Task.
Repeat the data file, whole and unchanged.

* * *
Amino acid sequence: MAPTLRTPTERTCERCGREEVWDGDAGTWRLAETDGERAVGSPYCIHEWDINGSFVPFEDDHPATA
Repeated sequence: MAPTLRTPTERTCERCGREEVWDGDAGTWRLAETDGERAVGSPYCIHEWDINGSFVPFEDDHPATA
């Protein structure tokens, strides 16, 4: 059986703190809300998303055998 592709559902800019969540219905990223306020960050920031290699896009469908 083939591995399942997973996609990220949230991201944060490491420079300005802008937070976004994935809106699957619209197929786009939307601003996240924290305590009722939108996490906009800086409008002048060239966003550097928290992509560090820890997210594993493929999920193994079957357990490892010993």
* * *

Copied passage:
Amino acid sequence: MAPTLRTPTERTCERCGREEVWDGDAGTWRLAETDGERAVGSPYCIHEWDINGSFVPFEDDHPATA
Repeated sequence: MAPTLRTPTERTCERCGREEVWDGDAGTWRLAETDGERAVGSPYCIHEWDINGSFVPFEDDHPATA
């Protein structure tokens, strides 16, 4: 059986703190809300998303055998 592709559902800019969540219905990223306020960050920031290699896009469908 083939591995399942997973996609990220949230991201944060490491420079300005802008937070976004994935809106699957619209197929786009939307601003996240924290305590009722939108996490906009800086409008002048060239966003550097928290992509560090820890997210594993493929999920193994079957357990490892010993």